The allure of bodacious food on the campaign trail is often fraught with peril, what with inopportune photo ops and ketchup malfunctions. But not for everybody. Gov. Scott Walker stopped at two rival cheesesteak eateries in South Philadelphia on Tuesday, and being from Wisconsin, Mr. Walker is a cheese guy; he ordered Cheez Whiz on his sandwich at Pat’s King of Steaks and American cheese at Geno’s Steaks. Partisan controversy immediately ensued. Some critics were enraged that the Republican hopeful ordered no onions. Others claimed he did not bus his table, broke into the lunch line and didn’t finish his second sandwich. Some carried signs with toilet-themed mottos. The New York Times initially deemed the visit a “Philly faux pas.”

But Mr. Walker did much better than Secretary of State John F. Kerry, who, as a White House candidate himself in 2003, was mocked for ordering Swiss cheese on his order at Pat’s. The well-prepared and unapologetic Mr. Walker was already privy to such an unwritten rule, even declaring he’d order cheddar if need be.

“Uncowed by protesters, Mr. Walker seemed to enjoy his lunch despite the limelight and had no shame in his choice of cheese,” The New York Times later allowed.


“On my first day in the Oval Office, I will make two phone calls. The first will be to my friend Bibi Netanyahu. I will reassure him that the United States will always stand with the state of Israel. My second call will be to the supreme leader of Iran. He might not take the call, but he will get the message. I will tell him: new deal. Unless and until Iran opens itself to full and unfettered inspections of all nuclear and military facilities, we are going to make it very hard for Iran to move money around the global financial system. U.S. companies should not be profiting off of this murderous regime.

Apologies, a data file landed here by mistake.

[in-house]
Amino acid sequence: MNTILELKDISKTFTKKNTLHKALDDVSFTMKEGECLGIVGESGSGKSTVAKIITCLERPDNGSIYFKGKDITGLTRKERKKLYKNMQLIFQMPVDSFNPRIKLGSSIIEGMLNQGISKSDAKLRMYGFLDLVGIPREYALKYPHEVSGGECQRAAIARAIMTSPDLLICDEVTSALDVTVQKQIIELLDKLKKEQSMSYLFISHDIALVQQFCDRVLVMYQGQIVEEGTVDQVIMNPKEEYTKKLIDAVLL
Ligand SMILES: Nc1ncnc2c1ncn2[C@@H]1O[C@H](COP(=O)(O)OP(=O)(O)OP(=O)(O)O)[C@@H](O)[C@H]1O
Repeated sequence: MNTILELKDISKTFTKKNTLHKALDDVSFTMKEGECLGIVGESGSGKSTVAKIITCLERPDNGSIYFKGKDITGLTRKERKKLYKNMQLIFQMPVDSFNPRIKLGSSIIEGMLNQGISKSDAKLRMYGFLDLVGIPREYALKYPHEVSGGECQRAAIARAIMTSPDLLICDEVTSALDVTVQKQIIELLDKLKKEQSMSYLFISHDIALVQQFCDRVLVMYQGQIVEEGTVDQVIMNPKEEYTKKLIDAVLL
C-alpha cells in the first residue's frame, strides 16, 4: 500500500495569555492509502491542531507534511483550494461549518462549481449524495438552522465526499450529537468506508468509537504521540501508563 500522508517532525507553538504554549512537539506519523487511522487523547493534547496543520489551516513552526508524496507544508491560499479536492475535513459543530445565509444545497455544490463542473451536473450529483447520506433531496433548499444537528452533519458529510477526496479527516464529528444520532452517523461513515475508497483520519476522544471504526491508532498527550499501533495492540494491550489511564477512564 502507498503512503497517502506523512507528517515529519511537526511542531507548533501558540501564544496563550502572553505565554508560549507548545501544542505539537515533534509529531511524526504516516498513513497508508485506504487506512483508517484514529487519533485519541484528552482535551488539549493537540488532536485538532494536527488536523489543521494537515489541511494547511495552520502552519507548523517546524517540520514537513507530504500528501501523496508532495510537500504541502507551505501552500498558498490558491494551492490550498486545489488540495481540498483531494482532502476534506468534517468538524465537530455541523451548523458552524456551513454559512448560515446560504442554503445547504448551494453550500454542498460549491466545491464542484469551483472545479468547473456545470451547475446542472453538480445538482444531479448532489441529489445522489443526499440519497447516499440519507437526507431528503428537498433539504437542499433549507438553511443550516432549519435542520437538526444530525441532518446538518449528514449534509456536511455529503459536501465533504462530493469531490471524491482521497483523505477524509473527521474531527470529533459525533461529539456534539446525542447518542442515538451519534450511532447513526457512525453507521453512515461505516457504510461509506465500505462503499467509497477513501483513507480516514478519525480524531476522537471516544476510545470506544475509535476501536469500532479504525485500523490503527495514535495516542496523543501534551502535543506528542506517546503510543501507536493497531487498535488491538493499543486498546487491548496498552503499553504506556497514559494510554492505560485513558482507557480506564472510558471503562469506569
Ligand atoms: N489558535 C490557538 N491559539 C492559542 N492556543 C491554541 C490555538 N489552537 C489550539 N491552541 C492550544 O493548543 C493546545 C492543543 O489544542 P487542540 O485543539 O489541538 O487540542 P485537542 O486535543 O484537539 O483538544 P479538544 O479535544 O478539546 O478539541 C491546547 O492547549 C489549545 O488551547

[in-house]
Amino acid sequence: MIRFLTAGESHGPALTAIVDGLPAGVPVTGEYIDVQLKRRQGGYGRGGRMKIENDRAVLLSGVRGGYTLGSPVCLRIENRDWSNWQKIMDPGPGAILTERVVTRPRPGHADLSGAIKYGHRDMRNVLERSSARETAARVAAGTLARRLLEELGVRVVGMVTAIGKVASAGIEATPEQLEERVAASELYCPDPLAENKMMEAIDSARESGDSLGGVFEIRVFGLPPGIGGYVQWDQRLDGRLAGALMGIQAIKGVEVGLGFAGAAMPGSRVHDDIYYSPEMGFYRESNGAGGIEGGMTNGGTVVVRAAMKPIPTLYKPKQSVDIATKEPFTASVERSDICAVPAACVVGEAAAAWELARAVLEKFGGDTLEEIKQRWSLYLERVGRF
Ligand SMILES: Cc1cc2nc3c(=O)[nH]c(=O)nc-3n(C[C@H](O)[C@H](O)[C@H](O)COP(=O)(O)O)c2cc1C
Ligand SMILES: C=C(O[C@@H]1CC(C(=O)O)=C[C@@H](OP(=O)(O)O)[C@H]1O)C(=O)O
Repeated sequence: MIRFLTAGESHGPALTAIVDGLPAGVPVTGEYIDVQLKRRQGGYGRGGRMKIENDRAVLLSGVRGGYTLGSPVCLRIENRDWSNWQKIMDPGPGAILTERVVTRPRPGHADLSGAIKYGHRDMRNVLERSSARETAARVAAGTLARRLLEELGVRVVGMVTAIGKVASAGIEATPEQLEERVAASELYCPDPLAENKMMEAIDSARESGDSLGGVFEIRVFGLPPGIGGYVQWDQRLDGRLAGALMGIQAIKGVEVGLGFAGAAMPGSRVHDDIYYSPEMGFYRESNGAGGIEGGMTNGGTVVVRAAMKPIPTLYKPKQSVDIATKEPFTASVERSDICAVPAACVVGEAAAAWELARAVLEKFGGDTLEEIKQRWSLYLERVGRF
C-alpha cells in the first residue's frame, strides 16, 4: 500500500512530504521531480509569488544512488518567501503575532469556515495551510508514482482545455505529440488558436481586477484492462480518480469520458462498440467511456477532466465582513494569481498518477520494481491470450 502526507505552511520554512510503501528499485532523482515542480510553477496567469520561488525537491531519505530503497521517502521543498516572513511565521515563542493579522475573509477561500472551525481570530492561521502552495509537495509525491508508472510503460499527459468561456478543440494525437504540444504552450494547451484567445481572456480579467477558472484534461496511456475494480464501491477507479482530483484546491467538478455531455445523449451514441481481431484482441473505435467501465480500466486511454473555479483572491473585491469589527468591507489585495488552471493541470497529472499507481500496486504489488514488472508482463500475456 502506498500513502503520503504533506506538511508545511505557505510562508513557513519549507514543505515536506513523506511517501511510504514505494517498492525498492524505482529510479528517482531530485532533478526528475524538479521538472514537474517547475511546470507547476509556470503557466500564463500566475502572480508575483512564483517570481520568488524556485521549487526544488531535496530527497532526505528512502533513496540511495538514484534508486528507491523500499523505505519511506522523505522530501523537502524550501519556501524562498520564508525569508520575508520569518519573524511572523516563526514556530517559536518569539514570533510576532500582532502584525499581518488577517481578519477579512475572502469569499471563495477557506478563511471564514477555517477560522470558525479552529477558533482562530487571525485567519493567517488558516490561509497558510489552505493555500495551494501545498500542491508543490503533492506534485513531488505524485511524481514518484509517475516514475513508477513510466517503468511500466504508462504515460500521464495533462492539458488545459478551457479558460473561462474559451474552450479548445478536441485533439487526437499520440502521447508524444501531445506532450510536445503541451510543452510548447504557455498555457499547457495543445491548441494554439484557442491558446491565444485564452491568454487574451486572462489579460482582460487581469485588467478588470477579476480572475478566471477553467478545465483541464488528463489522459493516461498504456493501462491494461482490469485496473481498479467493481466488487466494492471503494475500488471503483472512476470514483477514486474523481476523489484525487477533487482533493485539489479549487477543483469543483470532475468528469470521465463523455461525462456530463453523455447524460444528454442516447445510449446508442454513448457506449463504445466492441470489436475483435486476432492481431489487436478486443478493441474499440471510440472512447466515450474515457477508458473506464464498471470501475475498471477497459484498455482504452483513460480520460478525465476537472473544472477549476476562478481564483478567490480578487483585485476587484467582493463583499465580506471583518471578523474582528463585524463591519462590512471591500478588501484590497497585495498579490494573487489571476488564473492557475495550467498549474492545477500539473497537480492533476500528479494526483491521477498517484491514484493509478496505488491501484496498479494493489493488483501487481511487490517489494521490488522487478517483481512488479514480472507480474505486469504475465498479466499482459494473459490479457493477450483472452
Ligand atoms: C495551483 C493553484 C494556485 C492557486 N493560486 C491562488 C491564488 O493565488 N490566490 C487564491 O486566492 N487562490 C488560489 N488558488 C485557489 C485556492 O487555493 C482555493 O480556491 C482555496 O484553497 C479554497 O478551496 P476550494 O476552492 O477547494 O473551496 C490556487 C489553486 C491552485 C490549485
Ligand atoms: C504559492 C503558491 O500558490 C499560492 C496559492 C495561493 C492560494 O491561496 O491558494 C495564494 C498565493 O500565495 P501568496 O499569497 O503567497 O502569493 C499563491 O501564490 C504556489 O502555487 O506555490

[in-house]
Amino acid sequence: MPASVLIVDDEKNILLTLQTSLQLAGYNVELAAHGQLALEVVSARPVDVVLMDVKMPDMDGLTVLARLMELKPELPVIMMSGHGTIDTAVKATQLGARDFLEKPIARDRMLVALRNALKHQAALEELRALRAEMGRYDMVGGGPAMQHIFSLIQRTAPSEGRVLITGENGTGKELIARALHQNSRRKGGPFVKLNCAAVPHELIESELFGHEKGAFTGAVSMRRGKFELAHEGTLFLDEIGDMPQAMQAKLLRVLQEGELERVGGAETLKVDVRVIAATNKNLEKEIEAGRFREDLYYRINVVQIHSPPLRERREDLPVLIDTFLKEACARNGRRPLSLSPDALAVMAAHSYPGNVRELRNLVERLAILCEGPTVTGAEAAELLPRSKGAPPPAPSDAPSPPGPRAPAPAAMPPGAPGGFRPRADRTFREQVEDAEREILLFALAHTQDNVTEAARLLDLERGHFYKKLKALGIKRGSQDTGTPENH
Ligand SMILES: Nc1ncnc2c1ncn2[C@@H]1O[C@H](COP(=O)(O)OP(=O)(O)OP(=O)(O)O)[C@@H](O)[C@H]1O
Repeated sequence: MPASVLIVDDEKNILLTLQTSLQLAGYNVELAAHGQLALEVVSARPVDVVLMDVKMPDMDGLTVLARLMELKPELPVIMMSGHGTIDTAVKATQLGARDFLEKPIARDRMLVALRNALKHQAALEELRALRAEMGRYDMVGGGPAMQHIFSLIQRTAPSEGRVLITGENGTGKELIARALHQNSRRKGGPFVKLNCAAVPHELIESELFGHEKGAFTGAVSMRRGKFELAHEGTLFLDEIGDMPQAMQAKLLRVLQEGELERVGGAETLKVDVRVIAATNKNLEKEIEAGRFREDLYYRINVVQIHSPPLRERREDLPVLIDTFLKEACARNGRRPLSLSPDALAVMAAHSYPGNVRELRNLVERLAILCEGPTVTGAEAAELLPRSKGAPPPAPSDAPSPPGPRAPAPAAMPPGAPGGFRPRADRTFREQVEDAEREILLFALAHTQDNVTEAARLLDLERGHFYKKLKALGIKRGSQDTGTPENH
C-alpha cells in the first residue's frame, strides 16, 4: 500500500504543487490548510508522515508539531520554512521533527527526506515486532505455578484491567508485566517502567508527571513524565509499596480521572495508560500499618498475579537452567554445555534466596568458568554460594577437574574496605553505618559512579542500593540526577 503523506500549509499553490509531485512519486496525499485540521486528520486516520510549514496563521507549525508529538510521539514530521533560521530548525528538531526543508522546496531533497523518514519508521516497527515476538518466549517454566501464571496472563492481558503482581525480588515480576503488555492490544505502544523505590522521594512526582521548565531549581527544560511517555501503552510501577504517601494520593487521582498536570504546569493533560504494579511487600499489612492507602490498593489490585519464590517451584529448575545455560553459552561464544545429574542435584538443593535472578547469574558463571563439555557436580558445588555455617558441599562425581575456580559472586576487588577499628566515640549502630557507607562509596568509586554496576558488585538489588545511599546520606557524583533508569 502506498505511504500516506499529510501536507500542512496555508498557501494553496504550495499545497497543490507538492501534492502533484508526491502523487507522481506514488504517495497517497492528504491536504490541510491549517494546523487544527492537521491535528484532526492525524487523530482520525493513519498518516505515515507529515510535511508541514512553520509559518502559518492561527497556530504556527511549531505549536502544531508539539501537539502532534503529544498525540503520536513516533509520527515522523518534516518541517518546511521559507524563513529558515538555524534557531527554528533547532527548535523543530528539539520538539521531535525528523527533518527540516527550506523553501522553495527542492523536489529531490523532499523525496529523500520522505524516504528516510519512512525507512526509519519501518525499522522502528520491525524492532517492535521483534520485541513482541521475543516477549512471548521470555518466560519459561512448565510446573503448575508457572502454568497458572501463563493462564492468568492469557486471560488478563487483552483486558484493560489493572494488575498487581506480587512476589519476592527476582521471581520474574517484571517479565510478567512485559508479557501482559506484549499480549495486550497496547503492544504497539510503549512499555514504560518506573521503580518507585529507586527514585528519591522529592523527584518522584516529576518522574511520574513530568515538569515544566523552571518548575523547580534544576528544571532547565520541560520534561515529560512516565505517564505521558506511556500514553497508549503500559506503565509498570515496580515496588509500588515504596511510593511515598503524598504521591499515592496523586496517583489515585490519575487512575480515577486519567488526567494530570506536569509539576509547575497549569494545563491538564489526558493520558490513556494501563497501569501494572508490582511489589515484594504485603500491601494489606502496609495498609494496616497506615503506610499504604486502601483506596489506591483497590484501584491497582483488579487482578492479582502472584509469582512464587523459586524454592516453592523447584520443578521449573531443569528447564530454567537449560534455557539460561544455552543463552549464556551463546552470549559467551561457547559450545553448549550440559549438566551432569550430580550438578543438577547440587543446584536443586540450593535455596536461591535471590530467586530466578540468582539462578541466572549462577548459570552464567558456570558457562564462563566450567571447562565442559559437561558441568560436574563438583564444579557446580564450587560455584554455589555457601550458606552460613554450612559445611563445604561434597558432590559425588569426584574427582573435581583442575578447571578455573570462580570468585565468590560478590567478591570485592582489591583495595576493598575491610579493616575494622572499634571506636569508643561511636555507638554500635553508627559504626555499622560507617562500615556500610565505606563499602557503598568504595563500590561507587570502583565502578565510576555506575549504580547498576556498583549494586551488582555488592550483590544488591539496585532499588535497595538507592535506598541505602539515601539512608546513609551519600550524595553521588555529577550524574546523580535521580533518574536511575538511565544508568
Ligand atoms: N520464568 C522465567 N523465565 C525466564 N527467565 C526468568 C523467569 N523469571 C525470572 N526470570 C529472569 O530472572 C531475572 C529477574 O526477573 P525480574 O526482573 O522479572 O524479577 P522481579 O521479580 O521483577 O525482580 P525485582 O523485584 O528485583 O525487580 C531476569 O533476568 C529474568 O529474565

The next president of the United States will have a lot to do with whether Apple and McDonald’s are doing business in Tehran. These two calls are also signals that the United States is back in the leadership business. I will not call Vladimir Putin. We have talked way too much to him. But he too will get the message.”

— From a speech by Republican presidential hopeful Carly Fiorina at the Ronald Reagan Presidential Library on Monday evening.


Kevin Scholla, host of the Internet radio broadcast “The Palin Update,” was curious if his guest Donald Trump would consider including Sarah Palin in his Cabinet. “If there is a Trump administration, could you see maybe picking up the phone and giving the governor a call and picking her brains on some things, or perhaps having her along in some official capacity?” Mr. Scholla asked the Republican hopeful on Tuesday.

“I’d love that,” Mr. Trump replied without hesitation. “She really is somebody who knows what’s happening, and she’s a special person. No matter where I go, everybody loves her. They like the Sarah Palin kind of strength, which is something you just don’t see very much anymore.”


57 percent of Republicans say Senate Majority Leader Mitch McConnell is a “weak leader”; 43 percent say he is a “strong leader.”

57 percent of Republicans say House Speaker John A. Boehner is a “weak leader”; 42 percent say he is a strong leader.

44 percent have an unfavorable opinion on Mr. Boehner; 35 percent have a favorable impression.

38 percent have an unfavorable opinion on Mr. McConnell; 37 percent have a favorable impression.

38 percent say Mr. McConnell is “not conservative enough; 25 percent say his conservatism is “about right,” and 7 percent say he is “too conservative.”

38 percent say Mr. Boehner is not conservative enough; 24 percent say his conservatism is “about right,” and 10 percent say he is too conservative.

Source: A YouGov poll of 1,000 U.S. adults conducted July 18-20; the sample included 270 Republicans.